Comment on the author’s blog, share their posts, engage with the author.  Sometimes it feels like we’re writing in a vacuum and a quick message from someone can make a huge difference.  Knowing readers are out there and enjoying what I do is an incredible boost and makes the words flow faster.

Understand Royalties

I’ll be honest, I had no idea whatsoever that there was such a huge difference in what an author is paid depending on where you buy your books.  If they’re going through a publishing company, they’ll earn more if you buy directly through the site than on Amazon (although, there’s a flip side and the more sales on Amazon, the better the exposure and the more books are sold).  It’s complicated.

For self-published authors, there’s a huge range in royalty rates.  For my $2.99 short stories, this is how it breaks down.

Smashwords – $2.21

Amazon – $2.09

Kobo – $2.09

Barnes & Noble – $1.94

All Romance – $1.79

iTunes – $1.50

Obviously, I’m just thrilled if you buy one of my books, wherever you buy from.  I appreciate the support and interest in my work.  I would imagine most authors feel the same way.  That being said, I know a lot of people had no idea that there was such a huge difference.  If you’re so inclined, buy from places like the publisher’s site and Smashwords.  But if it’s easier to One-Click on Amazon and it means you’ll buy more, by all means, go there.  Just keep buying books!

Pay for What You Read

This may seem silly, but pay for the books you read.  I just recently discovered that my books are available on a pirating site.  If I found out about one, that probably means they’re on a dozen more.  I have to wonder how many sales I’ve lost because of this.

Loan judiciously.  I’m not against the idea of you loaning a book of mine to a friend.  Occasionally.  I can only speak for myself– many authors feel differently–loaning a copy of an eBook to a friend every now and again is no different than loaning a hard copy.  I’ll be honest, I’ve loaned eBooks before and had them loaned to me.  But often, after reading that story I’ve  gone on to buy every single other book in that author’s catalog.  Plus the one that was originally loaned.   A single, judicious loan led to many, many sales.  It can be done fairly.  But it can also get out of control, so be mindful.  Realize that it directly impacts an author’s life.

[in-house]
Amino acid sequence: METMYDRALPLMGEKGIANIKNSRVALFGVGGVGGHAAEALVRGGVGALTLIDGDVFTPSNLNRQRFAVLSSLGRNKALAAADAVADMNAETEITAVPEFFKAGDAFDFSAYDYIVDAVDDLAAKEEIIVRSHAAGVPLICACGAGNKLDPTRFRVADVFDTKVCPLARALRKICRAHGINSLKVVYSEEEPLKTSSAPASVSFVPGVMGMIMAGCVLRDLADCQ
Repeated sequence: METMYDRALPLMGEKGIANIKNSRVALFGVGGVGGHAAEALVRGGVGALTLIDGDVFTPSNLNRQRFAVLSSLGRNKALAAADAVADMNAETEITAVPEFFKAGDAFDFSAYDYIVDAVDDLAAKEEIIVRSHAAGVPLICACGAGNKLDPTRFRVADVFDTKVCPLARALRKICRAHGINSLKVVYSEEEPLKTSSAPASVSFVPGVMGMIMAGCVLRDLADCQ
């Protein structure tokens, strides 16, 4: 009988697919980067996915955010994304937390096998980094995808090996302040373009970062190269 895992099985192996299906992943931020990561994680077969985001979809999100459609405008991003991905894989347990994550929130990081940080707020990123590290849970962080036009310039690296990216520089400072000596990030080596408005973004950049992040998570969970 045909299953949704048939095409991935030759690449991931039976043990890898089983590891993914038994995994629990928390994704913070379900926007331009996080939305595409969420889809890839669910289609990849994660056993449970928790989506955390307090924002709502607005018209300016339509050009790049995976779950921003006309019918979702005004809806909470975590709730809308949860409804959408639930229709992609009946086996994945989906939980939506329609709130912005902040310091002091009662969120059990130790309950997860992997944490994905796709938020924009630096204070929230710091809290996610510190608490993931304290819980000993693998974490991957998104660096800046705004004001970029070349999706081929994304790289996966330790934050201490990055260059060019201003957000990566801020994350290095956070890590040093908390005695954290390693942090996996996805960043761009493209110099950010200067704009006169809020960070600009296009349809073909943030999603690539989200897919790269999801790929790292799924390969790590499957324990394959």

Don’t return books on Amazon.  I know many authors who are livid about Amazon’s return policy.  I’m learning to suck it up and deal with it, but it rankles.  On average, I lose 10% of my sales from people returning books.  I suspect most of them don’t have cats who accidentally One-Click on my book or anything else of the sort.   Probably, the vast majority are people who read the book and then “return” it because they don’t want to pay.  For an author like me, that can add up to hundreds of dollars a year in lost sales.  For bigger authors, even more, although most I’ve talked to say it hovers in the 10% range for them as well.

Don’t Feel Guilty

If you’re as busy as I am (or busier) doing all of these things can be time-consuming.  Believe me, I understand.  Compared to the number of books I read, I am only able to review a limited number.  I share the ones that excite me.  We all have busy lives and just finding time to read those books is a challenge.  So don’t beat yourself up if you can’t write an in-depth eloquent review for every story you read.  I am a writer and I feel like I write the lamest reviews ever.  So, do what you can.  If you have the time to review, do it, but don’t beat yourself up if you can’t.  Like and tweet and reblog when you’re able and know that every single thing you do is appreciated.

Like

This is the easiest one of all.  Go to my Amazon Author Page and click the Like button (on the upper right side of the page).  It will only take a few moments and will help boost my author ranking.  Can’t hurt, right?

Oh, and on that same page you can sign up for an email alert notifying you when an author has a new book available.  How handy is that?

 

Finally, please, please know how much I deeply appreciate those of you who have gone out of your way to do all of these things.  There is no way I’d be able to do this without you.  ❤